Friday, December 4, 2009

My COP15 Journal: Day One

Day One. Landed in Copenhagen after sunrise on the red eye out of Atlanta. The T-shirted COP15 volunteers were already out to guide delegates and attendees at every step, and two of them pulled back the rope let us into the COP15 no-wait express lane for passport control. There were no customs agents so once we had our checked bag with the suit, tie, and laced shoes we went straight to the street and more COP15 volunteers handed us a map, marked the rail lines to where we were staying, and pointed us to the free blue metro bus for COP15ers. It feels like the Olympics, or maybe even the Country Music Awards. That level of hospitality.

We are staying at Ross and Hildur Jackson’s farm outside town, so while making a train change we decided to stop for some strong coffee at a Turkish restaurant and ogle the street scene a little. It was still early for a town with a reknowned night scene, but there were lots of bicyclists in the near freezing temperatures and occasional light drizzle. Transit wall billboards and street posters have a very high proportion of climate-related content, and Hopenhagen is the pre-eminent theme.

The news buzz is about India pledging to cut emissions per GDP percentile by 20-25% by 2020. That seems at first glance to be a huge leapfrog over Obama’s pitiful pledge of 4% of 1990 levels (17% of 2005 levels), until you realize that India has every intention of growing its GDP by 9% per year, so what their pledge actually represents is a net increase. This is a game China invented, and it seemed like it might suck in some easy marks, so India set up a table and started hawking the idea too. We expect to run into more of these three-card Monte games in coming weeks.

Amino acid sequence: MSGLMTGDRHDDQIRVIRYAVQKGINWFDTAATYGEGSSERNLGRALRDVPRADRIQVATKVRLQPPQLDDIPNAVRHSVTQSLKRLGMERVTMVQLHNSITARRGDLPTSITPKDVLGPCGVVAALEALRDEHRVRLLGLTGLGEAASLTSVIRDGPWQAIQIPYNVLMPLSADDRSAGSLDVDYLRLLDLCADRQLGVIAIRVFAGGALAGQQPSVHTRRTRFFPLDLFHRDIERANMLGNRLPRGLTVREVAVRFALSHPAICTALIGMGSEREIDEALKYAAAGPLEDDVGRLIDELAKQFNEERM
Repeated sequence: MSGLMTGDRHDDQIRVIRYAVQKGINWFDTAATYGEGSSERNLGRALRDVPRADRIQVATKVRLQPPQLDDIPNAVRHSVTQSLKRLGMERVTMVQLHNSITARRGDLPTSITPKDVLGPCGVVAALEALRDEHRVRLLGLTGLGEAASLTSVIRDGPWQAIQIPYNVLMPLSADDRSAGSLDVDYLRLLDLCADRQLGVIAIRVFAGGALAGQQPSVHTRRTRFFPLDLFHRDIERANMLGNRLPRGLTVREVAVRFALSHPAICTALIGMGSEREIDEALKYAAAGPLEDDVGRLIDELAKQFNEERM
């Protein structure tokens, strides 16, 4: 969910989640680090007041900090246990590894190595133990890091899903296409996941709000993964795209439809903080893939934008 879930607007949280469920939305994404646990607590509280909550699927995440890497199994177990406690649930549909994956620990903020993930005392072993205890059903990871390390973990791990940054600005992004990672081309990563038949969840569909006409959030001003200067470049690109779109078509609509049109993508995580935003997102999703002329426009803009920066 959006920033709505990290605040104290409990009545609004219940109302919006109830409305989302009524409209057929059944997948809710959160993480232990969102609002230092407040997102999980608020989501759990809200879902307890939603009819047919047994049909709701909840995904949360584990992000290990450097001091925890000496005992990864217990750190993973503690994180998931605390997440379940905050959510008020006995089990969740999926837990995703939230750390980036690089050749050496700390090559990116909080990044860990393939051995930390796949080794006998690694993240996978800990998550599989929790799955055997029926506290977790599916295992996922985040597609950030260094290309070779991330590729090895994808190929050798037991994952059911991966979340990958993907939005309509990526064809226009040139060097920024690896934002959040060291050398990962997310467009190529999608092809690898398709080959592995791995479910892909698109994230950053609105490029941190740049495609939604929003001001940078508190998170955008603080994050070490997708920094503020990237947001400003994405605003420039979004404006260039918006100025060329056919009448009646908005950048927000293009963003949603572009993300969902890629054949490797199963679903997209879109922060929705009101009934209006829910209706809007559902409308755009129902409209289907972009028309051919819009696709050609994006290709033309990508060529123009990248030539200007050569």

Saudi Arabia, always the shill for the climate deniers, has latched onto the purloined email Swiftboating and proclaimed the issue will have a "huge impact" on next week's summit, with countries unwilling to cut emissions if climate change does not have a human cause. Those Saudis. What kidders.

Jim Hansen, on the other hand, was not kidding when he said it would be better if the Copenhagen summit failed. "I would rather it not happen if people accept that as being the right track, because it's a disaster track," he told The Guardian. Hansen’s assessment is bolstered by the most recent research findings from around the world that IPCC underestimated the pace and extent of global warming. A report — titled “The Copenhagen Diagnosis” — finds that in several key areas observed changes are outstripping the most recent projections by the UN’s Intergovernmental Panel on Climate Change and warns that “there is a very high probability of the warming exceeding 2 °C unless global emissions peak and start to decline rapidly” within the next decade.

“I’ve been to several of these meetings,” Richard Somerville, of Scripps told The New Yorker’s Elizabeth Kolbert. “The delegates and the leaders say very kind things about the IPCC and thank it for its excellent work. But then, from a scientist’s point of view, once the negotiations start they might as well be negotiating, say, steel tariffs. I’ve actually heard politicians say — I won’t name any names — ‘We don’t want to be constrained by the science.’”

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